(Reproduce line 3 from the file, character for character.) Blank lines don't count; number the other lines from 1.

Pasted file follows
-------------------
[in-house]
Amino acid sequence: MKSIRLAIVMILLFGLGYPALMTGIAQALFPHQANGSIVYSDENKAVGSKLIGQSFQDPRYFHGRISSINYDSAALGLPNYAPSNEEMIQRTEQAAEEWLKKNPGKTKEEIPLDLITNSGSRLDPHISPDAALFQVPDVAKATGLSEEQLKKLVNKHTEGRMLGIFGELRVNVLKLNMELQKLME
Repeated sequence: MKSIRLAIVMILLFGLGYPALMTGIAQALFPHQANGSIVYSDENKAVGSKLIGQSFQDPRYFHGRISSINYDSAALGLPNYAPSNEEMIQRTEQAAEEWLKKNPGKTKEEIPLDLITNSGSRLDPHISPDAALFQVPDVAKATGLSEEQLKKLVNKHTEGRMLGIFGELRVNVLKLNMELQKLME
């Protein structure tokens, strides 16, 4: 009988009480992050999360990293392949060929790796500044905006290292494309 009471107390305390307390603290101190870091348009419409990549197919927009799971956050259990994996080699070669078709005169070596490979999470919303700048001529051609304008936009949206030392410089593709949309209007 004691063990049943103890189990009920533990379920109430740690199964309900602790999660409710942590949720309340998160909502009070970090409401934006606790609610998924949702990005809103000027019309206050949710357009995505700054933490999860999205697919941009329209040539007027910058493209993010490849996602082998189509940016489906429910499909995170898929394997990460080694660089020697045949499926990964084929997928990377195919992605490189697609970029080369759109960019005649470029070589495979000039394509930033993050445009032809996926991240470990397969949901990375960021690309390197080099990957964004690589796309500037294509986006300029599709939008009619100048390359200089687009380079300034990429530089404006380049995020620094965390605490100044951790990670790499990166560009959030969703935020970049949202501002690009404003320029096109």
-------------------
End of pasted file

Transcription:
Repeated sequence: MKSIRLAIVMILLFGLGYPALMTGIAQALFPHQANGSIVYSDENKAVGSKLIGQSFQDPRYFHGRISSINYDSAALGLPNYAPSNEEMIQRTEQAAEEWLKKNPGKTKEEIPLDLITNSGSRLDPHISPDAALFQVPDVAKATGLSEEQLKKLVNKHTEGRMLGIFGELRVNVLKLNMELQKLME